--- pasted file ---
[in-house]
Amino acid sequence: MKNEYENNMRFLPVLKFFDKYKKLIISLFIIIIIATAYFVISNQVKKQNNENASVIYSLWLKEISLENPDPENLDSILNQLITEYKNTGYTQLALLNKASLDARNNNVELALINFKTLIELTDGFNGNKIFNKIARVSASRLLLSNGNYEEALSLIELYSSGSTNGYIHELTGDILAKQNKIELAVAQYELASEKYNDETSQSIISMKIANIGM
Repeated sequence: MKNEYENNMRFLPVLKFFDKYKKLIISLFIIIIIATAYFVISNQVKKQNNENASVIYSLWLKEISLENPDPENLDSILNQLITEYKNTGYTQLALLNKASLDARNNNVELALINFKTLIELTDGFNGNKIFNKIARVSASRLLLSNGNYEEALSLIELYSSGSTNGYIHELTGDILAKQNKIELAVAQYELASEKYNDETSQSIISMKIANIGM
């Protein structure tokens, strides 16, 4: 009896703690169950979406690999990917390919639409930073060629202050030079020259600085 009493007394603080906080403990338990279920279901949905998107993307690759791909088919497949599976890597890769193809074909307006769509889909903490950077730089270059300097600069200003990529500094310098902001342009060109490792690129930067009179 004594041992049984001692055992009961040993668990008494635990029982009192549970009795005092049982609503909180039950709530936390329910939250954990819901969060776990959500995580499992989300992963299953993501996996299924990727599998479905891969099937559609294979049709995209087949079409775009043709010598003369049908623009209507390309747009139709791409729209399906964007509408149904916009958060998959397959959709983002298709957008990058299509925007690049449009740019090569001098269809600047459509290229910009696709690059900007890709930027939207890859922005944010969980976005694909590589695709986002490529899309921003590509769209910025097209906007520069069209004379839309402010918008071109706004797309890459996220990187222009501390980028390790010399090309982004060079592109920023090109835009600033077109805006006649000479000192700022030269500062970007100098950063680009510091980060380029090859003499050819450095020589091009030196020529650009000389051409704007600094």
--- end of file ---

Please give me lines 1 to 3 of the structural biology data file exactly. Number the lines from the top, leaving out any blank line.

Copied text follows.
[in-house]
Amino acid sequence: MKNEYENNMRFLPVLKFFDKYKKLIISLFIIIIIATAYFVISNQVKKQNNENASVIYSLWLKEISLENPDPENLDSILNQLITEYKNTGYTQLALLNKASLDARNNNVELALINFKTLIELTDGFNGNKIFNKIARVSASRLLLSNGNYEEALSLIELYSSGSTNGYIHELTGDILAKQNKIELAVAQYELASEKYNDETSQSIISMKIANIGM
Repeated sequence: MKNEYENNMRFLPVLKFFDKYKKLIISLFIIIIIATAYFVISNQVKKQNNENASVIYSLWLKEISLENPDPENLDSILNQLITEYKNTGYTQLALLNKASLDARNNNVELALINFKTLIELTDGFNGNKIFNKIARVSASRLLLSNGNYEEALSLIELYSSGSTNGYIHELTGDILAKQNKIELAVAQYELASEKYNDETSQSIISMKIANIGM